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This is the psychology behind bad savings habits

There are some psychological theories behind why it's tough for us to save money. Here are some tips to better our habits. Source: Getty

Saving money is tough.

According to Canstar, around 49 per cent of Aussies have less than $10,000 in their savings accounts.

But why is it so difficult for us to save?

Professor Mandy Cheng from the University of New South Wales’ School of Accounting has researched extensively into the psychology behind judgments and decision-making.

She spoke to Yahoo Finance to explain exactly why Aussies are having trouble saving, and what we can do about it.

Problem 1: Mental accounting

People like to engage in a little something called ‘mental accounting’ which is the process of setting aside money for different things like savings or going out – but it’s in your head.

“Mental accounting can be a good thing, because you don’t overspend,” Cheng told Yahoo Finance.

“But it can have a negative impact, because when you underspend, instead of putting that extra money into savings, you spend more.”

Think about it: you set aside $100 to buy a new pair of shoes, but when you get to the store, the shoes are only $70.

So, you buy the $70 pair of boots and instead of putting the extra $30 into savings, you go and spend that on something else.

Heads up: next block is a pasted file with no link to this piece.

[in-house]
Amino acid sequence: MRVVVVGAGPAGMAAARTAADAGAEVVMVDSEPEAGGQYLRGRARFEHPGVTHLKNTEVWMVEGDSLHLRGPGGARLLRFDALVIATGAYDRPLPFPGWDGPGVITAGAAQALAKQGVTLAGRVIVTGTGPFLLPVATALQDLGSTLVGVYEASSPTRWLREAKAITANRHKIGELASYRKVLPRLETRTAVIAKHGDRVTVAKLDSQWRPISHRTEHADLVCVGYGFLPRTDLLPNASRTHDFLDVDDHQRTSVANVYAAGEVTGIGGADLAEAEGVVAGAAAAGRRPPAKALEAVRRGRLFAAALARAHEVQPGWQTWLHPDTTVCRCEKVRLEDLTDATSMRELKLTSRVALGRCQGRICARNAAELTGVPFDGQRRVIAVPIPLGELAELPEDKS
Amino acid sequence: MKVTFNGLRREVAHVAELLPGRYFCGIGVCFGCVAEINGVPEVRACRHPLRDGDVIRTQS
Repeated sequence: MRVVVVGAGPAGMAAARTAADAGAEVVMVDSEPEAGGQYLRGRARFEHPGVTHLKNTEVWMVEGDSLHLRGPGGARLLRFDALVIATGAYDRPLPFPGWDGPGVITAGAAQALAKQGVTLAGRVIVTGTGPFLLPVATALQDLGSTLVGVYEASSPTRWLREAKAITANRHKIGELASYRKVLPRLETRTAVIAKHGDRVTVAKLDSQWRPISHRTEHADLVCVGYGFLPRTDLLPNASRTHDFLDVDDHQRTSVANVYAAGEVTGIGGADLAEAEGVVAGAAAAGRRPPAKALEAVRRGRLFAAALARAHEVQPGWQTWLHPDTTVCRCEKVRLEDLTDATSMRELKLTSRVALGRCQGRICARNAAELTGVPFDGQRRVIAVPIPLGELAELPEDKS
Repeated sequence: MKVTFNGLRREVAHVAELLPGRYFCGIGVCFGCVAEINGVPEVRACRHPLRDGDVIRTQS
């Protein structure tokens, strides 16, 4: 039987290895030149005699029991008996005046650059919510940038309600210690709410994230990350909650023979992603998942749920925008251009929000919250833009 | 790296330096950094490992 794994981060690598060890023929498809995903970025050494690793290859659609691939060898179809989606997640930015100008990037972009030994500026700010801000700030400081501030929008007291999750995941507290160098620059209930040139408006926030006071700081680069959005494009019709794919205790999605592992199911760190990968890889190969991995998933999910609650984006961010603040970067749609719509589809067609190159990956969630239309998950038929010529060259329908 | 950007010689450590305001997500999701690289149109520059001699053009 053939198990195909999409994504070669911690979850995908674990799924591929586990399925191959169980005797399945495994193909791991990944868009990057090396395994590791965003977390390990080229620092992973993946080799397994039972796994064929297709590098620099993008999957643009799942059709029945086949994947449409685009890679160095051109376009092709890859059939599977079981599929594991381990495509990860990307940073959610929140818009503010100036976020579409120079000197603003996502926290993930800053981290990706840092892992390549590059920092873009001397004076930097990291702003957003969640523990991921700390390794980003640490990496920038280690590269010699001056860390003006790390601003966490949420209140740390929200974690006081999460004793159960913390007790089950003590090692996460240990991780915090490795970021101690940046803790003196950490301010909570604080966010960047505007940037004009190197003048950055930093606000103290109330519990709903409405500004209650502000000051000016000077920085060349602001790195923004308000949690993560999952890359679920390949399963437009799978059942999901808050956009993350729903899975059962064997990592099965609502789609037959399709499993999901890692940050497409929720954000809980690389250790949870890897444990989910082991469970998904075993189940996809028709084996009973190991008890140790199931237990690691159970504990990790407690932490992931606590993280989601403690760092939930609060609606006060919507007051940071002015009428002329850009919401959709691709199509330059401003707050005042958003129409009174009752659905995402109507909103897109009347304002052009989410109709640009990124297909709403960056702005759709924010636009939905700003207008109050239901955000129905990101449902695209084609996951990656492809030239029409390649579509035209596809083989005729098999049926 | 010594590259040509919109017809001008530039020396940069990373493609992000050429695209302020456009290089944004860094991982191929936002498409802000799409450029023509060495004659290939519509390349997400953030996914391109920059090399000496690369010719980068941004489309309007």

Problem 2: Saving for ‘future you’

Cheng said it’s easier to commit yourself to doing something if it’s in the future.

According to Wendy De La Rosa’s TED Talk, 3 psychological tricks to help you save money, we think of our future selves as perfect.

“In the future, we're going to save for retirement, we're going to lose weight, we're going to call our parents more,” she said.

“But we often-times forget that our future self is exactly the same person as our present self.”

And the issue with always sorting out our ‘future self’ is that our present self has no self-control.

“People are just bad with self-control full stop,” Cheng said.

And what’s the reason behind bad self control?

“Self justification; you can always justify saving money.”

Professor Mandy Cheng. Source: UNSW

Solution 1: Take away the temptation

Cheng said the best way to rein in our bad savings habit is to take away the temptation to spend money.

“Set up an automatic transfer when you get paid into an account that you can’t take money out of,” she said.

“Allocate a certain amount of your income into that account, and see how you go. If you get to the end of the month and you don’t feel completely deprived, you can increase that amount by $50.”

Cheng said there’s no magic number you should be putting away each month.

“You can keep increasing that amount as you feel – just work out how much you can live without.”

Solution 2: Take the advice you give

It’s easier to advise other people how to save money than to save money yourself, Cheng said.

“Imagine you’re advising a friend who’s trying to save money. You’re a bit more objective when you’re advising a friend.

“If they’re trying to save money and they ask you whether to purchase something, you’d say, ‘aren’t you supposed to be saving?’”

“Take that advice – stand back and give yourself distance between the decision and the advice.”

Yahoo Finance's All Markets Summit will be held at the Shangri-La on the 26th and 27th of September. Source: Yahoo Finance

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